August 30, 2007

Annie's Day, Part VII

Outside the labor room I just couldn’t gather myself. I wasn’t able to last more than a minute without shuddering back into sobs. The ten minute procedure turned into 15 and each minute was filled with fear. Fear of your mother’s dying. Fear of your dying. The abject fear of living without the two of you. I desperately needed to get back in there, but I’m not the type to bust through doors. I’m to the type to wait and suffer. See, patient even in the face of tragedy. That doesn’t sound like such a virtue, does it?

Kim and I were at last let back into the room at 4:30. You had been in labor for about seven hours now and I was prepared for the worst. What I found instead still surprises me. Your mom sound asleep with a look of peace on her face that I rarely see. She was a whole new woman and I had hopes of her finally getting over the hump and pushing you into the world. Joann told her that I was back in the room and she told me that she didn’t feel any more pain. This was different than the woman who was stoned on Stadol just a half an hour ago. She was completely lucid and ready to go.

Sadly, this lasted for about five minutes when a doomed look replaced mom’s peaceful one and she started to panic again. She told Joann that the epidural didn’t work and that she needed to get “the Needleman” back in pronto. I laugh when I think of her nick name for him in the midst of all she went through. We still call him “the Needleman” now. That name will be easier for you to pronounce than anesthesiologist anyway.

Joann though, wasn’t sure that your mother’s assessment of “the Needleman’s” work was accurate. She decided to do an internal exam first to see where you were. In the middle of mom’s exclaiming that she needed another epidural, Joann gave her some great news; it was time to push, “the Needleman” did his job, mom was ten centimeters dilated, you were now on the literal doorstep.

A few pages back I explained the idea of pain relief, but not a total numbing of the body in order to have a more participatory role in your labor. In the old days the mother was not even given an epidural, they took it one archaic step further. Women in the time of your great grandmother were put under general anesthesia and then woken up after the baby was born. It’s hard to imagine it today, but they wanted to spare everyone the ordeal of labor. I won’t lie to you, it was definitely an ordeal, but the kind you appreciate, learn and grow from. I wouldn’t have missed it for the world.

So here we are, the last hour of life before Annabelle Harper Poulas and Mom was not yet mentally ready for the final push. Joann and Kim needed to explain again that while the pain was in fact decreased, the mother needs to feel some pain in order to have the ability to push. Incidentally, your uncle Louie, Grandma Kathy’s first child was delivered via forceps because her epidural was so strong that she was physically unable to feel when it was time to push. Fortunately, everything worked out fine, but when you’re older you can tell Uncle Louie that you know why he’s bald.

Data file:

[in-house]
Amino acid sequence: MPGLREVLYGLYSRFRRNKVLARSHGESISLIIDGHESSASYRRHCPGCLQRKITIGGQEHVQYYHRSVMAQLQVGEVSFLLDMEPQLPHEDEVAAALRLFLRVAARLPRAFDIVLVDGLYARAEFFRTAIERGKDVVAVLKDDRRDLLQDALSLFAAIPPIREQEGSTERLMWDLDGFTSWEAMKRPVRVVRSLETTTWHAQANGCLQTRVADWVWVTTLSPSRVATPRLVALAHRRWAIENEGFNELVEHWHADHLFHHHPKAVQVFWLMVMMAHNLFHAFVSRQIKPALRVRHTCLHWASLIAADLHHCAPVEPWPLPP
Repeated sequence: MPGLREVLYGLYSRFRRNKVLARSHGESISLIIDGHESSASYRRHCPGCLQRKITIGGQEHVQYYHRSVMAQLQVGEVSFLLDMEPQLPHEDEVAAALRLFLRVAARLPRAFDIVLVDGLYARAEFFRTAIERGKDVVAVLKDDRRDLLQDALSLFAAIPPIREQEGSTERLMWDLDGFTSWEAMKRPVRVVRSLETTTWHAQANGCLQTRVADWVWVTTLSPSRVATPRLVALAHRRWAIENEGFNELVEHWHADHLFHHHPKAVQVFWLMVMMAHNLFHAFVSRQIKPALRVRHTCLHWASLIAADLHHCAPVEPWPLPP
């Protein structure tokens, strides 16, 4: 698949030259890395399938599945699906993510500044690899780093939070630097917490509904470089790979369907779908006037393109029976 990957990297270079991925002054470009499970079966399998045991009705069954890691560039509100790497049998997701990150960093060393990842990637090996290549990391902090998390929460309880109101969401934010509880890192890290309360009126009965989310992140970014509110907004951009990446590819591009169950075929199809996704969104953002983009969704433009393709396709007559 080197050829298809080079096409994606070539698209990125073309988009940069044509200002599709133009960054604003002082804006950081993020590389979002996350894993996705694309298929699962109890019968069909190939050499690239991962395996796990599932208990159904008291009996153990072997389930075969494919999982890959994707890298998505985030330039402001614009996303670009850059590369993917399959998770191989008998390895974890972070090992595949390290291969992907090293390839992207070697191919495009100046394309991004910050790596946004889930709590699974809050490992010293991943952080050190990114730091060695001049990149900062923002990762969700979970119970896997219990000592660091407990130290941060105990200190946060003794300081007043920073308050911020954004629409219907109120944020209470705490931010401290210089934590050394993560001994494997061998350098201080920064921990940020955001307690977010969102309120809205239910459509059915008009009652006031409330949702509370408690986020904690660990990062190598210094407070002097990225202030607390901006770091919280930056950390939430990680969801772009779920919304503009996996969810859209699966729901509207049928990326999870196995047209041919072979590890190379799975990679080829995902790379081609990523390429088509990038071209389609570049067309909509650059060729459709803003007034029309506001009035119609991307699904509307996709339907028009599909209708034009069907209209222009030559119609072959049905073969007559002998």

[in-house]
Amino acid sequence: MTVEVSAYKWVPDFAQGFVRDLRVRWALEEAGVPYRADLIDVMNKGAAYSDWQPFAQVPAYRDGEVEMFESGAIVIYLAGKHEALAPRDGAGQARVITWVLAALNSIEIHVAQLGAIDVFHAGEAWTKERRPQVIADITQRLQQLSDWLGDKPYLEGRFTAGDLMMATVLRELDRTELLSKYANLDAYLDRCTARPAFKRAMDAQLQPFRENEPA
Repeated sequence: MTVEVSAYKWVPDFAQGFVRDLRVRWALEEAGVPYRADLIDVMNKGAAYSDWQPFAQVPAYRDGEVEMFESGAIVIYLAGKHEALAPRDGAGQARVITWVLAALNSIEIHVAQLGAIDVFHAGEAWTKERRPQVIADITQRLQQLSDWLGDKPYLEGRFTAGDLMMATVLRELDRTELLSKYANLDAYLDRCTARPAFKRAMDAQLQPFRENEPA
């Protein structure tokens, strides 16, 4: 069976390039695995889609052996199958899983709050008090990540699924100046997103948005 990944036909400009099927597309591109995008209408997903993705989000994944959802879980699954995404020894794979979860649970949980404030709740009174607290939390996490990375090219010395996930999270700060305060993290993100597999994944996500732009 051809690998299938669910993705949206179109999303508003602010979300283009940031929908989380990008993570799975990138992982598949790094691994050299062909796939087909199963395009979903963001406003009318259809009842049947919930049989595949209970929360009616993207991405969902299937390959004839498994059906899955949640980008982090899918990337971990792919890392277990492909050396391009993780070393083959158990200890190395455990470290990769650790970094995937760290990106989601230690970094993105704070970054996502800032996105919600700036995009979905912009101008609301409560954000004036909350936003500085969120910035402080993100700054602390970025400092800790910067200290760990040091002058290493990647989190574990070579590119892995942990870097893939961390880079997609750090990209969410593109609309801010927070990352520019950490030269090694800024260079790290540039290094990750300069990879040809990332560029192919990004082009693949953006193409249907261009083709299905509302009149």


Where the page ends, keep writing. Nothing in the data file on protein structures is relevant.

The time on the clock over the bed now read five o’clock. The epidural was administered 30 minutes ago and you were making great progress. I should pause and set the scene for you now as your introduction to the world was very well attended. Mom was in the bed working harder than I’ve ever seen her work. I was holding her right leg, Grandma Liz was holding her left leg, both of us supporting mentally, but also in the manner of stirrups. Your Aunt Dani was behind me voicing encouragement and getting a vivid lesson in the value of birth control. Kim was the quintessential coach, willing mom on and directing her pushes. There was also one nurse in the room feeling totally left out of the process and generally acting as the foil, and lastly (for now) was Joann, decked out in all her sterile blue medical garb waiting to bring you into the world.

I could never do that last half an hour justice, but a few things vividly stick out in my mind: Your mother bathed in sweat, her lips purple and flush with blood from squeezing every muscle in her entire body toward one central, focused point. Seeing your head, still some four inches down the vaginal canal, inching, no, imperceptibly pulsing towards me. Every triumphant push inevitably resulting in an agonizing slide backwards. The look of love and fear on Liz’s and Dani’s faces as the monitor showed your heart rate casually dipping below 60 beats per minute and none of us knowing what that really means, but knowing full well the meaning of Joann’s pointed orders and alert, pensive face. And at the very end, when your head crowned, white from having all of the blood constricted from it, a staff of doctors rushing into the room to ensure that your fading heart was rescued before it was too late, the realization that you were actually real.

And finally, finally Annie, you in my arms, tears in my eyes, and the dawn of a new life.


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